Grieder, C.; Trachsel, S.;Hund, A.
Background and aims: Selection for deep roots to improve drought tolerance of maize (Zea mays L.) requires presence of genetic variation and suitable screening methods.
Methods: We examined a diverse set of 33 tropical maize inbred lines that were grown in growth columns in the greenhouse up to the 2-, 4-, and 6-leaf stage and in the field in Mexico. To determine length of roots from different depths at high throughput, we tested an approach based on staining roots with methylene blue and measuring the amount of absorbed dye as proxy measure for root length.
Results: Staining provided no advantage over root weights that are much easier to measure and therefore preferable. We found significant genotypic variation for all traits at the 6-leaf stage. For development rates between the 2-leaf and the 6-leaf stage, genotypes only differed for rooting depth and the number of crown roots. Positive correlations of leaf area with root length and rooting depth indicated a common effect of plant vigor. However, leaf area in growth columns was negatively related to grain yield under drought (r = −0.50).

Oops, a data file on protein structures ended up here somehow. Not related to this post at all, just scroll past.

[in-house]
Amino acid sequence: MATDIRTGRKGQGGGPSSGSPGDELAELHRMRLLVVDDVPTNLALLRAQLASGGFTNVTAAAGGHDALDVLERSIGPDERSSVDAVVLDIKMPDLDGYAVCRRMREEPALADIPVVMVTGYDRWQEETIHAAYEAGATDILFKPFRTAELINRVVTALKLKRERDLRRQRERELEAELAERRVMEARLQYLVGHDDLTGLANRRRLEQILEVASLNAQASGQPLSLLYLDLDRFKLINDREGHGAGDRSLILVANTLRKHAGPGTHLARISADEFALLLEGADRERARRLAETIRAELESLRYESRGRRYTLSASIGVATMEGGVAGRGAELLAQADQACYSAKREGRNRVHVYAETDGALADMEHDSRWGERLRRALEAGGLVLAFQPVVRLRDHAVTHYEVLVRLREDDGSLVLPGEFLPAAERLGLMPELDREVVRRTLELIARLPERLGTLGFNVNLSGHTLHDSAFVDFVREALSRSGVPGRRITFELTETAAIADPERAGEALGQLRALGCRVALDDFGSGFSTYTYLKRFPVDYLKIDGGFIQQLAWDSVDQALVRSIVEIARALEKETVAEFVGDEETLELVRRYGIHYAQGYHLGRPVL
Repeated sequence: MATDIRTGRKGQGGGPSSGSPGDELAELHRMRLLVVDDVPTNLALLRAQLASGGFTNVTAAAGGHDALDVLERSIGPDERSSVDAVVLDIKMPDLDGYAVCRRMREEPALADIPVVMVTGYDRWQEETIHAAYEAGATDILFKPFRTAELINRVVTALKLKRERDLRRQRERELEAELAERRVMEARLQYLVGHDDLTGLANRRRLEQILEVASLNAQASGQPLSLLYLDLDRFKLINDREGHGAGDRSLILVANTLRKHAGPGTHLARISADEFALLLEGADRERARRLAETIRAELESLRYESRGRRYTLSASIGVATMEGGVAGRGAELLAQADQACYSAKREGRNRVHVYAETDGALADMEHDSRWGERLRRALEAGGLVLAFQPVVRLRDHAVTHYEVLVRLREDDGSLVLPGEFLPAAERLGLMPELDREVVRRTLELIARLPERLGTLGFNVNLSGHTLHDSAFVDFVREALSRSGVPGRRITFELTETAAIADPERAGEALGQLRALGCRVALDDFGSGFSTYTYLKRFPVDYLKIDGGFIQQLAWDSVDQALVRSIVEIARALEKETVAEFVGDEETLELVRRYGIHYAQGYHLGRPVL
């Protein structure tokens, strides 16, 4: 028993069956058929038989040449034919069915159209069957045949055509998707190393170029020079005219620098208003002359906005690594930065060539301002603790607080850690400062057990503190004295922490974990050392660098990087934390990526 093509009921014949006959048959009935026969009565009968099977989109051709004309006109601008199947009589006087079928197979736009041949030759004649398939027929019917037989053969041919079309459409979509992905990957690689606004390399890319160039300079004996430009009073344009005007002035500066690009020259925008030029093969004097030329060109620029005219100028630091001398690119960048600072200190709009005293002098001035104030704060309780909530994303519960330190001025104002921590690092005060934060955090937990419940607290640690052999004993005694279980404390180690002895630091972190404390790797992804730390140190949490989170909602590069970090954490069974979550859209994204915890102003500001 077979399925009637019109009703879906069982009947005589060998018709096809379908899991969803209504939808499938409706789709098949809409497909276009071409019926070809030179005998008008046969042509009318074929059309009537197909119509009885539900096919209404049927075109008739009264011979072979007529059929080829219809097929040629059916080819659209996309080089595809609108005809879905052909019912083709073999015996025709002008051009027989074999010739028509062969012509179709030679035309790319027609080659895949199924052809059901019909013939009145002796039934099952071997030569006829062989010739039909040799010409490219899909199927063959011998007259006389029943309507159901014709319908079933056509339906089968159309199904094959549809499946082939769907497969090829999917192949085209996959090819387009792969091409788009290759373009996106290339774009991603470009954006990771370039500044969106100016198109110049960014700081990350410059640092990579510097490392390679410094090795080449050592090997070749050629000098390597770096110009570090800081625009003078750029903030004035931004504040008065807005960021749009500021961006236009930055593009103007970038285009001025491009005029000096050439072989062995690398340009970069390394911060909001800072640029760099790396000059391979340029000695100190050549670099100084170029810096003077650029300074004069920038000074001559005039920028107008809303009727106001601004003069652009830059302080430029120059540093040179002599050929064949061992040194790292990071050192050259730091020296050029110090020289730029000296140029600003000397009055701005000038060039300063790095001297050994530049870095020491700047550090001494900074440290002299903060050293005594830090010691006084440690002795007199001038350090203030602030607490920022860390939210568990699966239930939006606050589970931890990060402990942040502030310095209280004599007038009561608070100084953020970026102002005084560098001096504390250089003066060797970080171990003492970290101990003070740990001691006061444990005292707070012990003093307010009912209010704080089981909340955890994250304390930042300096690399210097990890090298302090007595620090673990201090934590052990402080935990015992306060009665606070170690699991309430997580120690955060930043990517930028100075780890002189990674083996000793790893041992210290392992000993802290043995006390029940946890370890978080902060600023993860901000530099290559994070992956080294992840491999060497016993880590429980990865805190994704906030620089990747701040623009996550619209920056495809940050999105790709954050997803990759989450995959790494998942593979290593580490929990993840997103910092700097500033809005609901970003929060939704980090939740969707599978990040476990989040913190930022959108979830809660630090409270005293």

Conclusion: The selection for deeper roots by an increase in plant vigor likely results in a poorer performance under drought conditions. The proportion of deep roots was independent of other traits but showed a low heritability and was not correlated to field performance. An improved screening protocol is proposed to increase throughput and heritability for this trait.
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